April 2016. Column  

2017 UPDATE

Sadly, 12months on, from first writing this article about fatigue, this symptom still remains a huge challenge for me, physically and mentally. This can lead to immense frustration, which can be self destructive if not monitored and kept in check. 

I have shared some of my coping strategies of living with this body hijacking diagnosis, on my ‘alter ego’ blog CosmicFairy444

Living with a chronic, currently incurable, rare diagnosis forces you to respect that your health and wellbeing is a daily priority.

To read my article, ‘Ah Great, another day to spend in bed, said no Raynaud’s Scleroderma Patient’, Click here

To read my article ‘My Job Today is to Simply Get Better’, Click here

To read my article ‘Mobility in Raynaud’s Scleroderma’, Click here

To read my article ‘Living the dream as the real life tin man’, Click here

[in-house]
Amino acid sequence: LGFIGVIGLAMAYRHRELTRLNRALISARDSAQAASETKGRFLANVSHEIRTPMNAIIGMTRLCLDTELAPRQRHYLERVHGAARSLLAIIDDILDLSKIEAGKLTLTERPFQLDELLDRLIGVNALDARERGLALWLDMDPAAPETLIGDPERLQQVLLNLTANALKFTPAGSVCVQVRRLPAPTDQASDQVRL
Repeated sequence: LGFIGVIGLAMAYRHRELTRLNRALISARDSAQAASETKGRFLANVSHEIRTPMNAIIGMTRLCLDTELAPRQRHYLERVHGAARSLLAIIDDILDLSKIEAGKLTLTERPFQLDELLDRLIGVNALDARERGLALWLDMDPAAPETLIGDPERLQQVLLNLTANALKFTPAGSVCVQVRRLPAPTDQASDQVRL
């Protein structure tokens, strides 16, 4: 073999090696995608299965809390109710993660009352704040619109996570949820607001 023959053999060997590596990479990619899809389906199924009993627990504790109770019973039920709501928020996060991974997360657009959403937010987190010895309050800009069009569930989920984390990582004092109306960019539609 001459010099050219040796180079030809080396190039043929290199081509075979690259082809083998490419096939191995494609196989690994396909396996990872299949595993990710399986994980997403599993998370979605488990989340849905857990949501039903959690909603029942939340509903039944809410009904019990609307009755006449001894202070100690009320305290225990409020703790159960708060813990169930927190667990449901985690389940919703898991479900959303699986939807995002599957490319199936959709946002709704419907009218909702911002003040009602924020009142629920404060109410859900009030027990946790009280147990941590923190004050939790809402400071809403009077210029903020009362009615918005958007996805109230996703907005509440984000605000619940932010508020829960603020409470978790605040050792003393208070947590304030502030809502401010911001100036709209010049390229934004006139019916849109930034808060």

As a patient, it is very encouraging to note that the symptom of fatigue is now being recognised by the scientific community, having been featured during the 4th Systemic Sclerosis World Congress last year. Read more here  

For more details, Click here 



An edited version of this article was published here, in my Column with Scleroderma News.  April 2016.  


  


  

Scleroderma Family Day 2020

25th Anniversary Meeting

The Atrium, Royal Free Hospital, London, NW3 2QG

Chair: Professor Chris Denton

PROVISIONAL PROGRAMME


09.30 – 10.00           Registration and Coffee

10.00 – 10.20           Welcome                                                   Dame Carol Black
                                                                       Prof Chris Denton & David Abraham

10.20 – 10.40           What is a Biopsy?                                          Dr Kristina Clark

10.40 – 11.05           Dental aspects of Scleroderma                Prof Stephen Porter

11.05 – 11.25           Gastrointestinal problems –                       Dr Fiza Ahmed
shedding new light on old problems 

11.25 – 11.50           Pulmonary hypertension and the heart Dr Gerry Coghlan

11.50 – 12.15           Scleroderma cohort studies –            Dr Francesco del Galdo
                                 ‘Learning from our patients’

12.15 – 14.15           LUNCH BREAK – see below  

14.15 – 14.45           25 years of progress –                          Prof Chris Denton